Aspex Gallery, The Vulcan, PO1 3BF
Monday 01 October 2018 – Wednesday 31 July 2019
Regional Interference has been and continues to be an extremely valuable experience for me. Having just graduated in 2012, the support offered and the opportunity to develop a solo project was very attractive indeed. Having spent the summer after graduating adjusting / resigning myself to a stupor of uncertainty, procrastination, Yazoo milkshakes and a general skepticism in most of the half-baked items I was making, the opportunity for a bit of external obligation, a deadline, was very welcome.
The opportunity to show the work, instead of collecting dust in the vacuum of the studio has been essential in its development – having to make an exhibition forced me to take a stance, to commit and stand behind the ideas, but also gave me the opportunity to really delve into it and take the work in a direction that I’d thought about but not yet materialised. But also, after the exhibition had opened, a lot of this was down to conversations. It’s easy to stay in your own head, where the internal logic of your practice makes complete sense – but through showing the work, people seeing it, conversations begin, and new avenues and angles, both conceptually and professionally, open up. An ongoing conversation with writer and curator Laura McLean-Ferris, whom Simon Morrissey invited to write on the exhibition, has been incredibly interesting and useful.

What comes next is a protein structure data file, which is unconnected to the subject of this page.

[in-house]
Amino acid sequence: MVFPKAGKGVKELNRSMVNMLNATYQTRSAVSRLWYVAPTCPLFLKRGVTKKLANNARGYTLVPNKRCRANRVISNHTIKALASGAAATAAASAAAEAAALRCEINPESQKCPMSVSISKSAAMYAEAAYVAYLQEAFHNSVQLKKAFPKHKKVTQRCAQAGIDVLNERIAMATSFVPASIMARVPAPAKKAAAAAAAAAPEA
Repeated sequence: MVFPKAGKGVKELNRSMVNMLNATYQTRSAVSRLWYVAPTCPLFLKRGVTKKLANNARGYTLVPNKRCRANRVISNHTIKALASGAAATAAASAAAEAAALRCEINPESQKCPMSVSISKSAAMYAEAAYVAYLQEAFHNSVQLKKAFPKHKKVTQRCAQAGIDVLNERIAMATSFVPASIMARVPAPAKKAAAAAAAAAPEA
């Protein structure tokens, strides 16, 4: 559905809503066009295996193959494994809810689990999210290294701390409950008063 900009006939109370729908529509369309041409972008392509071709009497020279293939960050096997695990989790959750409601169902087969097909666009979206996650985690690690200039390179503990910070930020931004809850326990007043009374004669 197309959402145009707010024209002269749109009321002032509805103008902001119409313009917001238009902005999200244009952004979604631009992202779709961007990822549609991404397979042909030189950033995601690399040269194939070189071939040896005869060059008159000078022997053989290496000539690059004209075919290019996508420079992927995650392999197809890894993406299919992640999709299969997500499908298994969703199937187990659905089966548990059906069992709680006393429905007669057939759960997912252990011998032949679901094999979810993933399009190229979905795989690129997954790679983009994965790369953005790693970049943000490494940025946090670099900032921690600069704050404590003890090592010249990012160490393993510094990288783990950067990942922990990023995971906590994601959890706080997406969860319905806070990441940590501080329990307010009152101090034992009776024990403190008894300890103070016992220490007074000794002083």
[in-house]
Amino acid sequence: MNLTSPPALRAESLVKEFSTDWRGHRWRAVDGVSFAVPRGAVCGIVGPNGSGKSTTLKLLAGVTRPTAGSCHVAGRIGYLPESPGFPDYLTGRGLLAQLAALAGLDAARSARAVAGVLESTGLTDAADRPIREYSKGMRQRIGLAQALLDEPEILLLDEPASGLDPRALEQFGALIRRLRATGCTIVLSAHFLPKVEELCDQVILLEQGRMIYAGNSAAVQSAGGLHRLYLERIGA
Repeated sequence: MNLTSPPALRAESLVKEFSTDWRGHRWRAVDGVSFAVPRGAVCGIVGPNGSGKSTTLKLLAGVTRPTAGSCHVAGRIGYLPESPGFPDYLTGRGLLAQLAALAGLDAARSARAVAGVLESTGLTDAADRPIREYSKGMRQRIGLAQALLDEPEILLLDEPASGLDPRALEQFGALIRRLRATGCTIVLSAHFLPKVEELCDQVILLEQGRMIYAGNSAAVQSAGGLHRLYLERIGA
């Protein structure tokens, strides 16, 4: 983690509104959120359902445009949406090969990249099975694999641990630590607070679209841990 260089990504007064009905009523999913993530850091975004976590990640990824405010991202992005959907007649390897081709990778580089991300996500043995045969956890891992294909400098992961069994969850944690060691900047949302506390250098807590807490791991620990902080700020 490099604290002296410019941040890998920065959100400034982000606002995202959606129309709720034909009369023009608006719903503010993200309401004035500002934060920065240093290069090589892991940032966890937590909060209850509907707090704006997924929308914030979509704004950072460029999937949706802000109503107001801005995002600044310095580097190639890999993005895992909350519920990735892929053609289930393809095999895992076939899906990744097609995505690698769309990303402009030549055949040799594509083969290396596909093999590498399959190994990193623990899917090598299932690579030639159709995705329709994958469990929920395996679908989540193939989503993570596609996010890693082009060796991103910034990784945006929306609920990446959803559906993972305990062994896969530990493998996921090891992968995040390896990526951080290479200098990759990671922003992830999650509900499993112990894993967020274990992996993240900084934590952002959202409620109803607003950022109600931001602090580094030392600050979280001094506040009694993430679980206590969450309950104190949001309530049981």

The support I have received has been across the board: conceptual, practical and professional. As a very recent graduate, I feel very fortunate to have been a part of it. Keeping a practice going straight out of university is all about momentum, and Regional Interference has given me just that. Taking part in the program has lead to a number of exciting new things. I have sold some of my work to collectors from London and Bristol, which was unexpected and very exciting, and have secured a number of residency and exhibition opportunities. In September, I will undertake a month-long residency at the New Art Gallery Walsall, and later in the year will show in a group show in Los Angeles and show new work as part of ‘Dumb Shadow’, a project with Menna Cominetti and James Parkinson, at SuperCollider in Blackpool.
Sebastian Jefford was born in Swansea in 1990 and studied at The University of the West of England. After graduating in 2012, he received the UWE Spike Island Graduate Fellowship, and now lives and works in Bristol.
Recent exhibitions include, Records of Garden Keeping, Works|Projects, Bristol (2013), Enlighten us but make it quick, New Gallery, London (2012), and Soft Laminate, Horton Gallery, Berlin (2011).
Working towards a South West where talented artists thrive, and a resilient and connected visual arts ecology that inspires more engaged and diverse audiences to value and advocate for its work.
Part of the Contemporary Visual Arts Network